home

The pick-up hockey group strikes me as a quintessentially Canadian phenomenon. It comprises a group of casual players, usually not of extremely high calibre, getting together on a regular basis to play the game they enjoy.

Maybe there are pick-up hockey groups in small towns in Russia and Sweden and other countries, too, but I still think of it as a Canadian tradition first. There are probably games happening in every town and city from Victoria to St. John’s as I write this.

The key to a pick-up hockey group is that, because there is typically no referee, the game depends upon the commitment of each player to operate within certain unspoken boundaries. There are, I think, four key factors governing the pick-up hockey group and determining whether it will thrive.

First, every participant must understand and accept that for the group to be successful, everyone must be enjoying himself or herself. The game only continues to thrive if players (especially the most prized commodity, goaltenders) are happy enough to continue coming out to the rink – often at odd hours of the day and night - week after week.

Second, the mix of players must be managed in order to achieve and maintain the right overall skill level. Every player participating in the game must feel that he or she is participating and making a contribution to the game.

Third, players must be respectful of each other’s space and skill level. It’s (occasionally) a fast-paced game, and care must be exercised at all times, by all, to ensure that injuries and offences are kept to a minimum.

Finally, and perhaps most importantly, every player must be willing to abide by “gentlemanly” standards of play. That is to say that each player must moderate his or her own behaviour to ensure that the game is being played within the accepted rules of hockey. A cheater, who prospers at the expense of others in the group, ruins the experience for everyone.

It occurred to me that these same governing features can be easily applied to the workplace. I suppose that shouldn’t come as a surprise, as the workplace is no less of a social setting than a pick-up hockey game (although there tends to be somewhat more profanity tossed around at the hockey rink than in the average office).

The workplace is no less dependent upon the interest and enjoyment of the employees in being there. Work consumes such a chunk of our waking lives that there is no point spending it somewhere unpleasant.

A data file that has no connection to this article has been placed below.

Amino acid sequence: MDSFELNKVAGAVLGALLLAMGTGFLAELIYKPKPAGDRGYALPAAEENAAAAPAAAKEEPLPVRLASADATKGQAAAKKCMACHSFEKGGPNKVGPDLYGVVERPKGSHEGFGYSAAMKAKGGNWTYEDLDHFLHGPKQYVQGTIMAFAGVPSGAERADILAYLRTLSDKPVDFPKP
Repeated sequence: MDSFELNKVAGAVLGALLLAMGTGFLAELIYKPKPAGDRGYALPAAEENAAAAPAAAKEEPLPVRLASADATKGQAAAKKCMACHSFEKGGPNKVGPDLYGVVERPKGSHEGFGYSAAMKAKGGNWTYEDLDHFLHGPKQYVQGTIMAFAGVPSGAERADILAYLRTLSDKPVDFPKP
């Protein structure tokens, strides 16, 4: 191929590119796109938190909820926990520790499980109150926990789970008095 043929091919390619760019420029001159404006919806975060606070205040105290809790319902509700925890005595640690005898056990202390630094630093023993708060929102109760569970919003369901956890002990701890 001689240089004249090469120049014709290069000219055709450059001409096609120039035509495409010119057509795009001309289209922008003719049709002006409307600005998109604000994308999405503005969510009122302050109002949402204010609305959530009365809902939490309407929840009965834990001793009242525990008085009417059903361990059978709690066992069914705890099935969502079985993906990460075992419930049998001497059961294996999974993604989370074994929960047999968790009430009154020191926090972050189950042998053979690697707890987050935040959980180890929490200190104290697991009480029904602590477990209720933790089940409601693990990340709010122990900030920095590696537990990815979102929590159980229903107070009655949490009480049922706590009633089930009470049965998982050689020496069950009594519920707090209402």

From the perspective of the employer, all of the key factors of a successful business (efficiency, quality, productivity, etc.) surely must thrive in a contented, as opposed to acrimonious, workplace. When the workplace is not an enjoyable place, staff will vote with their feet by seeking employment elsewhere.

Key to that overall level of happiness in the workplace is achieving the right mix of staff and management. Each member of the team must feel that he or she has something to contribute and, of course, that the contribution is advancing the enterprise in some fashion. And, each employee must feel that the others are pulling their own weight as well.

Staff and managers must be respectful of each other’s space in the workplace as well as on the hockey rink. Although, in most workplaces, the sorts of injuries which occur tend to be emotional rather than physical, such affronts can be seriously damaging to the overall harmony of the group.

The workplace differs from the pick-up hockey game in the sense that there is a referee, of sorts, present. But most managers really aren’t tasked with watching the workplace like a hawk, ready to blow the whistle at the merest of infractions.

Nor should they be required to do so. The manager is more like the coach or general manager of a hockey team than a referee. Employees need to be able to function in the workplace setting on their own, without cheating on their fellow employees or on the system.

Some employees will take advantage of circumstances for personal advancement or even for malicious purposes against their fellow staff members. But for the workplace setting to thrive as a social entity, and as a business, employees also have to be willing to follow so-called “gentlemanly” rules of conduct so as not to aggravate the other participants. It’s all, really, about abiding by the “golden rule”.

There is one other common element of virtually all hockey groups and leagues. That’s the tendency to give every participant a nickname ending in “y” or “er” (as in ”Smitty” or “the Wayner”).

I haven’t quite figured out how that applies to the workplace. But, the next time your boss strolls by, perhaps greet her with something like, “Hey, Jonesy, get your head in the game, will you?”. Chances are she’ll let you know just how well she thinks rink concepts translate to the workplace.

Robert Smithson is a partner at Pushor Mitchell LLP in Kelowna practicing exclusively in the area of labour and employment law. For more information about his practice, log onto www.pushormitchell.com. If you have a labour or employment question for him to answer in a future “Legal Ease”, email him at smithson@pushormitchell.com. This subject matter is provided for general informational purposes only and is not intended to be relied upon as legal advice.

© HRNC. Website Archived by Resurrect The Net Inc. | contact | advertise | privacy | Back to top